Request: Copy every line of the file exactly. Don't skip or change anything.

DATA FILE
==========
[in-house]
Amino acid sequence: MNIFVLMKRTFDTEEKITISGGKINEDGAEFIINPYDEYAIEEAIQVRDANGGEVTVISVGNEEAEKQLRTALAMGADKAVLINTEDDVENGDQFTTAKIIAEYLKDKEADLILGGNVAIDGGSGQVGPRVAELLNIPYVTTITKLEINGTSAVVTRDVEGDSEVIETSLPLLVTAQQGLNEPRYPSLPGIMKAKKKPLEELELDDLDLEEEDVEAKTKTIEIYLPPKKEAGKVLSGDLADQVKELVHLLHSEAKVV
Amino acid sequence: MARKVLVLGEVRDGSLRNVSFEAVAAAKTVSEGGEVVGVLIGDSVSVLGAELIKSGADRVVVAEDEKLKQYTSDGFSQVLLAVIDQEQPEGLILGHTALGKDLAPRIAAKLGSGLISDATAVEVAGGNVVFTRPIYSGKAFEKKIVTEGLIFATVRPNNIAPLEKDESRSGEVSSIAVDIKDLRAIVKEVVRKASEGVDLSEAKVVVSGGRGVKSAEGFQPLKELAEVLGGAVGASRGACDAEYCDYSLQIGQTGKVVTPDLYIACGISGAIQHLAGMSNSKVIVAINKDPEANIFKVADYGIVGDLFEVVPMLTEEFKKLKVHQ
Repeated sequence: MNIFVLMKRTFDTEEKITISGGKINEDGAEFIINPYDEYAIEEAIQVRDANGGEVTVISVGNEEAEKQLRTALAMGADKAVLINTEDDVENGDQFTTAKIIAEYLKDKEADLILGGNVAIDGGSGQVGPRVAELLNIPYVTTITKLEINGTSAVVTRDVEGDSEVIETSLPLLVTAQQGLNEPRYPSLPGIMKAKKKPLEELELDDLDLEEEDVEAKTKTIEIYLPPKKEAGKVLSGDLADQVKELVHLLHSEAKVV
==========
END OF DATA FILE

[in-house]
Amino acid sequence: MNIFVLMKRTFDTEEKITISGGKINEDGAEFIINPYDEYAIEEAIQVRDANGGEVTVISVGNEEAEKQLRTALAMGADKAVLINTEDDVENGDQFTTAKIIAEYLKDKEADLILGGNVAIDGGSGQVGPRVAELLNIPYVTTITKLEINGTSAVVTRDVEGDSEVIETSLPLLVTAQQGLNEPRYPSLPGIMKAKKKPLEELELDDLDLEEEDVEAKTKTIEIYLPPKKEAGKVLSGDLADQVKELVHLLHSEAKVV
Amino acid sequence: MARKVLVLGEVRDGSLRNVSFEAVAAAKTVSEGGEVVGVLIGDSVSVLGAELIKSGADRVVVAEDEKLKQYTSDGFSQVLLAVIDQEQPEGLILGHTALGKDLAPRIAAKLGSGLISDATAVEVAGGNVVFTRPIYSGKAFEKKIVTEGLIFATVRPNNIAPLEKDESRSGEVSSIAVDIKDLRAIVKEVVRKASEGVDLSEAKVVVSGGRGVKSAEGFQPLKELAEVLGGAVGASRGACDAEYCDYSLQIGQTGKVVTPDLYIACGISGAIQHLAGMSNSKVIVAINKDPEANIFKVADYGIVGDLFEVVPMLTEEFKKLKVHQ
Repeated sequence: MNIFVLMKRTFDTEEKITISGGKINEDGAEFIINPYDEYAIEEAIQVRDANGGEVTVISVGNEEAEKQLRTALAMGADKAVLINTEDDVENGDQFTTAKIIAEYLKDKEADLILGGNVAIDGGSGQVGPRVAELLNIPYVTTITKLEINGTSAVVTRDVEGDSEVIETSLPLLVTAQQGLNEPRYPSLPGIMKAKKKPLEELELDDLDLEEEDVEAKTKTIEIYLPPKKEAGKVLSGDLADQVKELVHLLHSEAKVV